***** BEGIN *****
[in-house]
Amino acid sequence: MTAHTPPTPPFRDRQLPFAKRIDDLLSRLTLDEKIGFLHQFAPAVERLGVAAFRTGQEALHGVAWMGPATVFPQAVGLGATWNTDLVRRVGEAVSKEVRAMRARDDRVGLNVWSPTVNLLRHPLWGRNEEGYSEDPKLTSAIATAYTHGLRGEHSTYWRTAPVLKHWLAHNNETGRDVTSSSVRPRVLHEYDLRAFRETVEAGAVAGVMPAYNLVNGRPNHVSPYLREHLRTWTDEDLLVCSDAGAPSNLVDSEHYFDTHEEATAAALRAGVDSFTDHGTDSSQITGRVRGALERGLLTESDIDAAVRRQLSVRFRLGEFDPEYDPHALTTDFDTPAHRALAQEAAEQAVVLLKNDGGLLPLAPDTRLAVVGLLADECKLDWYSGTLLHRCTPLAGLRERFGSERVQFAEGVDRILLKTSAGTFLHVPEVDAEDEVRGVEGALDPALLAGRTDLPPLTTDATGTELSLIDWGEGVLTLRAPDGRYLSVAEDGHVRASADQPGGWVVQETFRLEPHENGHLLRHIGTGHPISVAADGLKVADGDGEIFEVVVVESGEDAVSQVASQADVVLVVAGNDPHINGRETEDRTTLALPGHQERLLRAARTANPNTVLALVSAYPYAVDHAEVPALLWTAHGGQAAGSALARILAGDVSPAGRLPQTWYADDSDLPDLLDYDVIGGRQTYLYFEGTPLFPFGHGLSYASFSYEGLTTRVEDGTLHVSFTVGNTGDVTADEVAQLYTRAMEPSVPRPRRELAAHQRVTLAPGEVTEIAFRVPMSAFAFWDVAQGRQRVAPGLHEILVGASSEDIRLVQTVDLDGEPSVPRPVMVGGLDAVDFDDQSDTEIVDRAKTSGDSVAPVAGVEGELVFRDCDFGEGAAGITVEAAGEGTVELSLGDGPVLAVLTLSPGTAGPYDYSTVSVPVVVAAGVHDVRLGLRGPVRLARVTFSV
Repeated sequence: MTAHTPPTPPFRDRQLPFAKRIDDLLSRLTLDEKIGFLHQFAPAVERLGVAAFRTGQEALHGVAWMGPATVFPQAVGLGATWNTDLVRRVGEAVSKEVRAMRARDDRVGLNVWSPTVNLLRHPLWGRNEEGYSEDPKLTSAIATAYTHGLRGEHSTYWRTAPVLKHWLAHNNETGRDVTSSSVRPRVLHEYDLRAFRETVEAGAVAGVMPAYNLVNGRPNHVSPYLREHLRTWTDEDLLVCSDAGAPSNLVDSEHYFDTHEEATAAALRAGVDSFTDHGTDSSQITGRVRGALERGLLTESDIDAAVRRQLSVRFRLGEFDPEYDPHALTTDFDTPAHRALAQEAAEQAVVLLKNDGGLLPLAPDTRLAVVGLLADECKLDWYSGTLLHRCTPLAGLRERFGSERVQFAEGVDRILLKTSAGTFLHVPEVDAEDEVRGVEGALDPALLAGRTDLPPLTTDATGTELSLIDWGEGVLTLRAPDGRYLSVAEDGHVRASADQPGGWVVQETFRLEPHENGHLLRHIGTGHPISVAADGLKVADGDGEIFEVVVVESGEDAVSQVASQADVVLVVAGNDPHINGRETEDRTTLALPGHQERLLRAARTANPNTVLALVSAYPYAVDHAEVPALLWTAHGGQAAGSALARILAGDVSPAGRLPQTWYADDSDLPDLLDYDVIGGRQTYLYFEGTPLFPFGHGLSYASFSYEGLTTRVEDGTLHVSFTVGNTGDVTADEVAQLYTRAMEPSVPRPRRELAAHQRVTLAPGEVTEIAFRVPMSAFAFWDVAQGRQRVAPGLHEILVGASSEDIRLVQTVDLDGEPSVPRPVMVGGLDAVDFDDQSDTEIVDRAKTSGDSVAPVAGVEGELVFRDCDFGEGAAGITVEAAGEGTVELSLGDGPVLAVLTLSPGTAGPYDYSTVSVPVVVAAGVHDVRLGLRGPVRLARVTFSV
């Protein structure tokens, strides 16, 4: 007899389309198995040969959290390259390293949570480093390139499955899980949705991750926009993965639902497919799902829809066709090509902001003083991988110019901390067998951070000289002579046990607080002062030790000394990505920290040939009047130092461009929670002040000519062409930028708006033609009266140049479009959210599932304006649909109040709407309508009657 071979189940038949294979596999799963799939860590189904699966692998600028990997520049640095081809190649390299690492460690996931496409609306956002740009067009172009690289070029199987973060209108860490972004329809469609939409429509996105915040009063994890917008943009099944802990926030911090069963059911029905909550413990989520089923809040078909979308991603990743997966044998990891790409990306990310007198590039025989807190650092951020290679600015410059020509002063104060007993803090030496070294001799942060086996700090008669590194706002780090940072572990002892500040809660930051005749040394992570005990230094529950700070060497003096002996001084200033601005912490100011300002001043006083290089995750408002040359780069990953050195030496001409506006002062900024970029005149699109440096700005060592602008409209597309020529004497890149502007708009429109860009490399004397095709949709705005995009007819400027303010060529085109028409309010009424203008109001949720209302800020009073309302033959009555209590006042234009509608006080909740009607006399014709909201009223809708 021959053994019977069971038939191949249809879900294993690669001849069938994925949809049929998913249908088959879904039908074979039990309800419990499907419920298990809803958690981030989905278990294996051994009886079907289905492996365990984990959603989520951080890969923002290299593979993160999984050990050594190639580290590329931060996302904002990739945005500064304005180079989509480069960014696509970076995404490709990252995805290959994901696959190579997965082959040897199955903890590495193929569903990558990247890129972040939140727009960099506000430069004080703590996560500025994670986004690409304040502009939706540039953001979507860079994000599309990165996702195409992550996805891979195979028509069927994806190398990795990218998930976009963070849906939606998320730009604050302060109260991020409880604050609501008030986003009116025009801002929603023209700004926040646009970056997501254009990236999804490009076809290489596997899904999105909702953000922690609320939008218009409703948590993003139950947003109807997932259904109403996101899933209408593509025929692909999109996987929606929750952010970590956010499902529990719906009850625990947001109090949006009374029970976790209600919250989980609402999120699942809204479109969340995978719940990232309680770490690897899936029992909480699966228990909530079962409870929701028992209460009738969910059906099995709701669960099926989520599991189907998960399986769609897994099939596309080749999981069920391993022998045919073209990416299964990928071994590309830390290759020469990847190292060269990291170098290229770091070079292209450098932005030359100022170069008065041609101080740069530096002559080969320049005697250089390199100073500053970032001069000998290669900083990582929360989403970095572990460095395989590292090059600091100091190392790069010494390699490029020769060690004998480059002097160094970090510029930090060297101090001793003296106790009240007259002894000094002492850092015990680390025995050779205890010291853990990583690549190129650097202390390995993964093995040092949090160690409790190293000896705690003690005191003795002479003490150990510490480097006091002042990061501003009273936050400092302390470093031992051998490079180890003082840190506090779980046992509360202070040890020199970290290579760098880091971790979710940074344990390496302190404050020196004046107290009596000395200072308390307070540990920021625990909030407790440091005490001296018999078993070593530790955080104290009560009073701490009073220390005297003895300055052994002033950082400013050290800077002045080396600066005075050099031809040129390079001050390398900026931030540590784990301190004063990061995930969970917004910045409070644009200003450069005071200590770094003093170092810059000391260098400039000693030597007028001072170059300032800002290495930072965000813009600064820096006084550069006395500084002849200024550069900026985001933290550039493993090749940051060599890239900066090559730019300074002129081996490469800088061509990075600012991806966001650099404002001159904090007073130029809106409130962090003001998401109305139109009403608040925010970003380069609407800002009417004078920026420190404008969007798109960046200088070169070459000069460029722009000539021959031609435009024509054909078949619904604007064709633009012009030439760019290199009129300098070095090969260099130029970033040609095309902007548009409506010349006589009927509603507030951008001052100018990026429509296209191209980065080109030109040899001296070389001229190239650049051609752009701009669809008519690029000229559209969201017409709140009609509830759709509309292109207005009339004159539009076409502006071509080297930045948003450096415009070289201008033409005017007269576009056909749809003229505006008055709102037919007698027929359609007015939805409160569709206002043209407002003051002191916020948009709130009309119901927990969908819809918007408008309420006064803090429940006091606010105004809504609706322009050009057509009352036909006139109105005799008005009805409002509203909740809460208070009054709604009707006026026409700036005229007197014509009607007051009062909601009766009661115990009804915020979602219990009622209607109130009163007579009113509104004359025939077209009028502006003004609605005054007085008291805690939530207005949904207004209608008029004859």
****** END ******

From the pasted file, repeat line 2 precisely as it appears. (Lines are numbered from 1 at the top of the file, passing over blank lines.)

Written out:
Amino acid sequence: MTAHTPPTPPFRDRQLPFAKRIDDLLSRLTLDEKIGFLHQFAPAVERLGVAAFRTGQEALHGVAWMGPATVFPQAVGLGATWNTDLVRRVGEAVSKEVRAMRARDDRVGLNVWSPTVNLLRHPLWGRNEEGYSEDPKLTSAIATAYTHGLRGEHSTYWRTAPVLKHWLAHNNETGRDVTSSSVRPRVLHEYDLRAFRETVEAGAVAGVMPAYNLVNGRPNHVSPYLREHLRTWTDEDLLVCSDAGAPSNLVDSEHYFDTHEEATAAALRAGVDSFTDHGTDSSQITGRVRGALERGLLTESDIDAAVRRQLSVRFRLGEFDPEYDPHALTTDFDTPAHRALAQEAAEQAVVLLKNDGGLLPLAPDTRLAVVGLLADECKLDWYSGTLLHRCTPLAGLRERFGSERVQFAEGVDRILLKTSAGTFLHVPEVDAEDEVRGVEGALDPALLAGRTDLPPLTTDATGTELSLIDWGEGVLTLRAPDGRYLSVAEDGHVRASADQPGGWVVQETFRLEPHENGHLLRHIGTGHPISVAADGLKVADGDGEIFEVVVVESGEDAVSQVASQADVVLVVAGNDPHINGRETEDRTTLALPGHQERLLRAARTANPNTVLALVSAYPYAVDHAEVPALLWTAHGGQAAGSALARILAGDVSPAGRLPQTWYADDSDLPDLLDYDVIGGRQTYLYFEGTPLFPFGHGLSYASFSYEGLTTRVEDGTLHVSFTVGNTGDVTADEVAQLYTRAMEPSVPRPRRELAAHQRVTLAPGEVTEIAFRVPMSAFAFWDVAQGRQRVAPGLHEILVGASSEDIRLVQTVDLDGEPSVPRPVMVGGLDAVDFDDQSDTEIVDRAKTSGDSVAPVAGVEGELVFRDCDFGEGAAGITVEAAGEGTVELSLGDGPVLAVLTLSPGTAGPYDYSTVSVPVVVAAGVHDVRLGLRGPVRLARVTFSV